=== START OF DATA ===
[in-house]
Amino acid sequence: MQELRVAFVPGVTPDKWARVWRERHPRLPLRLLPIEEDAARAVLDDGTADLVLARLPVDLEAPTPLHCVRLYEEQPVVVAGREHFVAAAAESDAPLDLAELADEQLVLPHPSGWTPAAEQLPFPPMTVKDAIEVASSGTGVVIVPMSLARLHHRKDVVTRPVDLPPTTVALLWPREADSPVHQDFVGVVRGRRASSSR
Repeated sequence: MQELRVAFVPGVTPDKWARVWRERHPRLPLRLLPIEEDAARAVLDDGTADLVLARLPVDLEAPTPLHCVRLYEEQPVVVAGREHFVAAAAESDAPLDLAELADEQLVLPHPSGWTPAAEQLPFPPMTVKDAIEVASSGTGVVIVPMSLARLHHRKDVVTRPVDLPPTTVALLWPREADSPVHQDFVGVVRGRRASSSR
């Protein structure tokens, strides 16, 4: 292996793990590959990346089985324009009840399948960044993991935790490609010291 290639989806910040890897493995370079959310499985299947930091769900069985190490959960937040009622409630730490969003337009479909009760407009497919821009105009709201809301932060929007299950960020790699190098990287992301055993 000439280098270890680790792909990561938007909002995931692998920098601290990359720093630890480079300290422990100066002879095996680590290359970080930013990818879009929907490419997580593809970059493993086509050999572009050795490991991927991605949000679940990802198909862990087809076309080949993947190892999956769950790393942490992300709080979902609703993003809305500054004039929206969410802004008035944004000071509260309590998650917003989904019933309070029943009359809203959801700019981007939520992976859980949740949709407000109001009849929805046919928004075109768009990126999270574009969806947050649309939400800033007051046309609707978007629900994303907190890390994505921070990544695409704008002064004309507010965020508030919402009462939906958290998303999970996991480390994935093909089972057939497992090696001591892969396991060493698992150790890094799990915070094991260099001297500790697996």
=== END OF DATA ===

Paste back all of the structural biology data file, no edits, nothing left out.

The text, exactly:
[in-house]
Amino acid sequence: MQELRVAFVPGVTPDKWARVWRERHPRLPLRLLPIEEDAARAVLDDGTADLVLARLPVDLEAPTPLHCVRLYEEQPVVVAGREHFVAAAAESDAPLDLAELADEQLVLPHPSGWTPAAEQLPFPPMTVKDAIEVASSGTGVVIVPMSLARLHHRKDVVTRPVDLPPTTVALLWPREADSPVHQDFVGVVRGRRASSSR
Repeated sequence: MQELRVAFVPGVTPDKWARVWRERHPRLPLRLLPIEEDAARAVLDDGTADLVLARLPVDLEAPTPLHCVRLYEEQPVVVAGREHFVAAAAESDAPLDLAELADEQLVLPHPSGWTPAAEQLPFPPMTVKDAIEVASSGTGVVIVPMSLARLHHRKDVVTRPVDLPPTTVALLWPREADSPVHQDFVGVVRGRRASSSR
């Protein structure tokens, strides 16, 4: 292996793990590959990346089985324009009840399948960044993991935790490609010291 290639989806910040890897493995370079959310499985299947930091769900069985190490959960937040009622409630730490969003337009479909009760407009497919821009105009709201809301932060929007299950960020790699190098990287992301055993 000439280098270890680790792909990561938007909002995931692998920098601290990359720093630890480079300290422990100066002879095996680590290359970080930013990818879009929907490419997580593809970059493993086509050999572009050795490991991927991605949000679940990802198909862990087809076309080949993947190892999956769950790393942490992300709080979902609703993003809305500054004039929206969410802004008035944004000071509260309590998650917003989904019933309070029943009359809203959801700019981007939520992976859980949740949709407000109001009849929805046919928004075109768009990126999270574009969806947050649309939400800033007051046309609707978007629900994303907190890390994505921070990544695409704008002064004309507010965020508030919402009462939906958290998303999970996991480390994935093909089972057939497992090696001591892969396991060493698992150790890094799990915070094991260099001297500790697996």